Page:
Hello, Duke Robillard here. Welcome to Sonic Junction. I'm looking forward to having some serious fun here with you, and I'd like to give you an idea of how I teach.
As a self-taught musician, I have developed, over the years, a layman's approach to teaching blues and swing: easy to learn, understand, and execute. I teach beloved blues classics -- breaking down each song into multi-lesson series with detailed instruction on various aspects such as chord progressions, inversions, skills for building interesting solos, and variations on approaches to soloing. As I have spent my life studying the masters of blues, I can show you how to get the sound of some favorite blues heroes, as well as licks from my personal arsenal.
I structure my lessons at Sonic Junction the same way I teach one-on-one, where students learn and ask questions. Learning at Sonic Junction provides you the give-and-take of my private lessons and masterclasses -- I personally answer each posted question and personally view and comment on every student video.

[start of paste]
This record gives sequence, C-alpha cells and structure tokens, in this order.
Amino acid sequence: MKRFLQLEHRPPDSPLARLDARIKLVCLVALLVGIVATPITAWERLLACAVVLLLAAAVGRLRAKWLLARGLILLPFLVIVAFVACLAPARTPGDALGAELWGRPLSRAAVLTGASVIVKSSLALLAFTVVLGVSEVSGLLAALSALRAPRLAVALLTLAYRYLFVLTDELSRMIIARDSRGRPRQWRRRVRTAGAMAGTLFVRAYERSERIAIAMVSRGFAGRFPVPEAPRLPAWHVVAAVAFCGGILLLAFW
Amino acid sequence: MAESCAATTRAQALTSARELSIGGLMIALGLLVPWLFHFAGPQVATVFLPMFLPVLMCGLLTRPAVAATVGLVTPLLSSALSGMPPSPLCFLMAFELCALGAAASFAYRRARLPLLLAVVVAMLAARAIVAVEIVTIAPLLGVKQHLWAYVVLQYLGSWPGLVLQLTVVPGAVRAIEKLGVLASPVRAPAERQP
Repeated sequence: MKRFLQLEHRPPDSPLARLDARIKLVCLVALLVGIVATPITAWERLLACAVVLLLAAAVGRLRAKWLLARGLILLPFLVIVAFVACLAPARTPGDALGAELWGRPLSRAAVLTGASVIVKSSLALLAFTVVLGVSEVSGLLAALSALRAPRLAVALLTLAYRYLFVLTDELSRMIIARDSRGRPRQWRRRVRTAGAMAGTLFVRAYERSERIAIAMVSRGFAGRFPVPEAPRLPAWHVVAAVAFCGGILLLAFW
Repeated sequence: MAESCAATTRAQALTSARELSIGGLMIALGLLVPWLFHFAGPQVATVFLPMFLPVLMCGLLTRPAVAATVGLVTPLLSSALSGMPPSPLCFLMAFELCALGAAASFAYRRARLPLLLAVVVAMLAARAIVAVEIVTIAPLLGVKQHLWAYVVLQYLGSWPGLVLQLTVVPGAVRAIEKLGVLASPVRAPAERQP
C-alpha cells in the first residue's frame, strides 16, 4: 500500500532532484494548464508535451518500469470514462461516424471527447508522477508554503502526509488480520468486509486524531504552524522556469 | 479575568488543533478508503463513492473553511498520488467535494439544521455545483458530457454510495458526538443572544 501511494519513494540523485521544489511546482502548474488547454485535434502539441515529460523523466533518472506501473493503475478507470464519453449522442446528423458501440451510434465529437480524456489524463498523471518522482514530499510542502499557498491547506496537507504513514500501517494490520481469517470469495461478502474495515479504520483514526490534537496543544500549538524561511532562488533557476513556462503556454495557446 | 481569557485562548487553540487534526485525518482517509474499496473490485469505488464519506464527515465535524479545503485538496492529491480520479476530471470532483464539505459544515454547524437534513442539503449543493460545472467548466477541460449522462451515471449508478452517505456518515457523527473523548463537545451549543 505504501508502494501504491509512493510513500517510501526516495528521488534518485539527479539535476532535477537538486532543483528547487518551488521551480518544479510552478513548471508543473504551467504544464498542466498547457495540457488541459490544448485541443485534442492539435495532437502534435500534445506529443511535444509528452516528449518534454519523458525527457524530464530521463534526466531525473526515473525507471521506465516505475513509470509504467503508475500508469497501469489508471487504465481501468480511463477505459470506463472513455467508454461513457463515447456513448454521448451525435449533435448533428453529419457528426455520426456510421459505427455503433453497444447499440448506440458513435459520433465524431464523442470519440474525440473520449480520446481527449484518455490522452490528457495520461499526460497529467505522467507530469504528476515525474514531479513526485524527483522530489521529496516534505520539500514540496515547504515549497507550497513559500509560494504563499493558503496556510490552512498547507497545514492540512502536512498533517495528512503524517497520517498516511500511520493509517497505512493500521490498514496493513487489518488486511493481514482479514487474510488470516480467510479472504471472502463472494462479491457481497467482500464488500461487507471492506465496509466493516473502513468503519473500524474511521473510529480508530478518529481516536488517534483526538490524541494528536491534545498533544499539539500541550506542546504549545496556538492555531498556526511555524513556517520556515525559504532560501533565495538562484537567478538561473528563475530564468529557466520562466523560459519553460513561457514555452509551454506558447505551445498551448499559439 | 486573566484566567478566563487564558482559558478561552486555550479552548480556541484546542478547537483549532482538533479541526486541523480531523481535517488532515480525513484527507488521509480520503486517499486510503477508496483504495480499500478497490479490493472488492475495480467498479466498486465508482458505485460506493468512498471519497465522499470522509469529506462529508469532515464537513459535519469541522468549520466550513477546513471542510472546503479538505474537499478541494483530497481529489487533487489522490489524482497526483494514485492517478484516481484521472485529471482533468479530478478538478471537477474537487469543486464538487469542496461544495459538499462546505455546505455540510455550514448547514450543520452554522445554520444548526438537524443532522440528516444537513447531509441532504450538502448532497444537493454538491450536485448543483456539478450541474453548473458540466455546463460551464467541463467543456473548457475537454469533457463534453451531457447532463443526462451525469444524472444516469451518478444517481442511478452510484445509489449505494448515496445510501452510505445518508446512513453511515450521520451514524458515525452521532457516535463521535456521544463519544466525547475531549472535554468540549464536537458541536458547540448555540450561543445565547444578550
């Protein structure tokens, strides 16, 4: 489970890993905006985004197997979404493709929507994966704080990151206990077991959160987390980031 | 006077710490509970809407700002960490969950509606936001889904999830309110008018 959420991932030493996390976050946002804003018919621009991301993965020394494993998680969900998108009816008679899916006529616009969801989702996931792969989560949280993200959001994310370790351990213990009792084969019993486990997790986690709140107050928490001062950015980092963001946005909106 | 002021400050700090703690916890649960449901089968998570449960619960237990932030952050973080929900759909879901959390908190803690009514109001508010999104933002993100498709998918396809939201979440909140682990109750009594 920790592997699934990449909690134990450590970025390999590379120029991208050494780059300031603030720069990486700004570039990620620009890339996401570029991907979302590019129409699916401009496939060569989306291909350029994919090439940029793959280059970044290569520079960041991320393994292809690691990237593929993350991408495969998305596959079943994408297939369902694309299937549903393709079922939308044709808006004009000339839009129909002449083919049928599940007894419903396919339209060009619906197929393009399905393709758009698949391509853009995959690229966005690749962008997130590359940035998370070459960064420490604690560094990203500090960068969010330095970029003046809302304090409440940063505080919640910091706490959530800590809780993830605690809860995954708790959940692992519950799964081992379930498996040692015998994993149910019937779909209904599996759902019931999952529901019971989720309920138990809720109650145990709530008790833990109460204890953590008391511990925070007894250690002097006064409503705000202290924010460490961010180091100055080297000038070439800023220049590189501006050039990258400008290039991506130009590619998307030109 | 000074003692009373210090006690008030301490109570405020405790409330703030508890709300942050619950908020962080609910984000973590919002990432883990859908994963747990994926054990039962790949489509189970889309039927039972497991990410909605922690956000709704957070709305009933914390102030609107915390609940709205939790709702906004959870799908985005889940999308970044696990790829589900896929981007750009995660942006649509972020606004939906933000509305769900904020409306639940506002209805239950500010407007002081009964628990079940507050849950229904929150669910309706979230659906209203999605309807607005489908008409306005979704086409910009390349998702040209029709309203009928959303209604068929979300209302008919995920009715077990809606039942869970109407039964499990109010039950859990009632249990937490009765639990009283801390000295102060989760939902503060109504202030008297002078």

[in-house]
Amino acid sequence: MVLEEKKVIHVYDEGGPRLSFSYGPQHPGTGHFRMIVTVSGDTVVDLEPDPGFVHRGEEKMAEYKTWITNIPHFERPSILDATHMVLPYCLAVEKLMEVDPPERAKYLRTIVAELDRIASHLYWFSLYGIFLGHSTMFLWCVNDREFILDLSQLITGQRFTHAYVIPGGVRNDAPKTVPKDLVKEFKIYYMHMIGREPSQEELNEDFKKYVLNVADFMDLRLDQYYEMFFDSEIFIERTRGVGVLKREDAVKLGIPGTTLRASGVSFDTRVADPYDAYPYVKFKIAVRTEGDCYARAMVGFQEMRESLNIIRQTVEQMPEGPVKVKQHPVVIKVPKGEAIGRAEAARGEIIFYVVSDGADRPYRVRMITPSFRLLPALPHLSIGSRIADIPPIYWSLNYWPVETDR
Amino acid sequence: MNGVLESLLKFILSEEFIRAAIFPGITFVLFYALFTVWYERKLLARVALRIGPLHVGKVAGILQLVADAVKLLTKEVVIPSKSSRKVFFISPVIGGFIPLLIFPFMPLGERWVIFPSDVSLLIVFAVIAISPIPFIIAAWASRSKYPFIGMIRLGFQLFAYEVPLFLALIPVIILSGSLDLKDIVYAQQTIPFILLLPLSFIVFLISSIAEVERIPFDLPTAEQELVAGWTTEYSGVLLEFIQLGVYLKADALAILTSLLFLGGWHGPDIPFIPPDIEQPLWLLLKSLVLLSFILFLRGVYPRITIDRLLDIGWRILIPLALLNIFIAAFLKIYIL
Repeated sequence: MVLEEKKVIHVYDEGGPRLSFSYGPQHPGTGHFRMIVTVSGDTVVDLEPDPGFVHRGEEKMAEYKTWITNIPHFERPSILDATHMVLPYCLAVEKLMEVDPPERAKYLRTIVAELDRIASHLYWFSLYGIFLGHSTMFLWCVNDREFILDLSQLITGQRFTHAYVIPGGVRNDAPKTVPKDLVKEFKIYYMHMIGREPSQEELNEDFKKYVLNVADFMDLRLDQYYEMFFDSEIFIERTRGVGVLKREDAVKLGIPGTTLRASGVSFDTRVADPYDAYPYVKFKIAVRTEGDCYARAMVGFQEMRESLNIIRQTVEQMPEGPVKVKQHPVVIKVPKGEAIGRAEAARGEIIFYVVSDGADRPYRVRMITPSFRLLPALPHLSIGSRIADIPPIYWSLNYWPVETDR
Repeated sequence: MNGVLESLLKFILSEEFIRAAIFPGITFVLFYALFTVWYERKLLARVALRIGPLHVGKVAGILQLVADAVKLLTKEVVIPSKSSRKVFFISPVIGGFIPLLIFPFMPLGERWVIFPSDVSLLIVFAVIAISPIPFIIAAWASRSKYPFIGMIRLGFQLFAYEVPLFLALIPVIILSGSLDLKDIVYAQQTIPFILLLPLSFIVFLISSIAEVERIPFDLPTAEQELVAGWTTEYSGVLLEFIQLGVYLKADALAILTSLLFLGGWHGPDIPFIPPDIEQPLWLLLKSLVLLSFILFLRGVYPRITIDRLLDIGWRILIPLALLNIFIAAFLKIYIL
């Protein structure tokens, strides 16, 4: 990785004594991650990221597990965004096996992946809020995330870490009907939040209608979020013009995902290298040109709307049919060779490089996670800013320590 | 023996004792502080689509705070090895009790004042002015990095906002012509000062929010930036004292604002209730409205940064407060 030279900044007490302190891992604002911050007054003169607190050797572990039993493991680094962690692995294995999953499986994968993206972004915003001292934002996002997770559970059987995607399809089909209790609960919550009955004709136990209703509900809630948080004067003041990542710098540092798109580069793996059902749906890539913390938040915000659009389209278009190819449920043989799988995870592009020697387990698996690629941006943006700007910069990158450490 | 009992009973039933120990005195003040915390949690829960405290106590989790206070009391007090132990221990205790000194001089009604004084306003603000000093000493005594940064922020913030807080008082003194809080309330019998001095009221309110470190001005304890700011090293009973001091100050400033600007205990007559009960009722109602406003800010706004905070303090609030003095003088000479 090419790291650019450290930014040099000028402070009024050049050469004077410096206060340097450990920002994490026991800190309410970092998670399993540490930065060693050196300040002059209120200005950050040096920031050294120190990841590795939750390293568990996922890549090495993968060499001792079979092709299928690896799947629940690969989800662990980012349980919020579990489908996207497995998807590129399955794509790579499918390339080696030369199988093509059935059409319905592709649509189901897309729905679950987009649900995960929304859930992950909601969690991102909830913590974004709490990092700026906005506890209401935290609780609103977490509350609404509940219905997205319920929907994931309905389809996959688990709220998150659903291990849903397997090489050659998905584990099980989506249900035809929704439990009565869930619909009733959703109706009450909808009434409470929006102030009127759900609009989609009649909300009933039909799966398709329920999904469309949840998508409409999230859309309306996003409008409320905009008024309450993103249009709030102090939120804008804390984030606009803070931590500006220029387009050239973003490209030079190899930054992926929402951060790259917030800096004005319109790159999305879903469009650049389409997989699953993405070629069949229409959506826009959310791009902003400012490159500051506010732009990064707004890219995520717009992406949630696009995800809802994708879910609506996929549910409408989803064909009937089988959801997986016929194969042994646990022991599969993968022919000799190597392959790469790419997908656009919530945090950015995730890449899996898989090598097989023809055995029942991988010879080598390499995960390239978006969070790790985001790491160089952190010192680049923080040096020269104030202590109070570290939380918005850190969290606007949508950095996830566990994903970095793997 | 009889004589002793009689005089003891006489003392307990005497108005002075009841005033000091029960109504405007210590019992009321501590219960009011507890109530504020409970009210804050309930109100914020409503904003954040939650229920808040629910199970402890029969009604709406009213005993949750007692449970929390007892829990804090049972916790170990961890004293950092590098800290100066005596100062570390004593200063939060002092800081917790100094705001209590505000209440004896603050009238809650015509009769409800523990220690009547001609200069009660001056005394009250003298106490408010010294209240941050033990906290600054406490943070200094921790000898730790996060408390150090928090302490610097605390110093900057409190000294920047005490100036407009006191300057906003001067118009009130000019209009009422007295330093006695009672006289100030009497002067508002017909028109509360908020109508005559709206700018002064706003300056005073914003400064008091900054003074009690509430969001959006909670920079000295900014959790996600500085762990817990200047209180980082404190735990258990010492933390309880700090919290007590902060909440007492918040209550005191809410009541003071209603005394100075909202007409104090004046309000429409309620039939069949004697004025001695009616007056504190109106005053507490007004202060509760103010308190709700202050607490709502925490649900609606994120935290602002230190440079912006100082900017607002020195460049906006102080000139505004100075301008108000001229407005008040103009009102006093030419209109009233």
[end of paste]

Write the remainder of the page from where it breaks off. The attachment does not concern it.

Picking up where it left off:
I give a new lesson at Sonic Junction every Friday. Each lesson will have my video, song/lesson overview, tab, and looping tracks. To access your lessons anywhere, use our iPhone/iPad app. You can get my personal feedback at any time by posting questions or uploading videos of your playing. I encourage you to post your work! -- it's fun and a great learning tool.
To get you started, please check out my free sample lesson: How Long Blues.
This series features the classic 8 bar blues, "How Long." My first lesson is learning the basic song with simplest changes for guitar in A. Basically in a simple finger picking style. We concentrate on the quarter note bass string root thump while stating the melody on the top strings. Then we work on a second verse going up to second position on the top 4 string using 7ths and my favorite 9th inversion. Then in the second lesson we go to a more Kansas City version with swing 4 to the bar a la Freddie Green. in this lesson we add more chords to make the changes more interesting to play over while still keeping within what works with the traditional melody. In our next we will delve into soloing on the form and trying different approaches to soloing over the changes.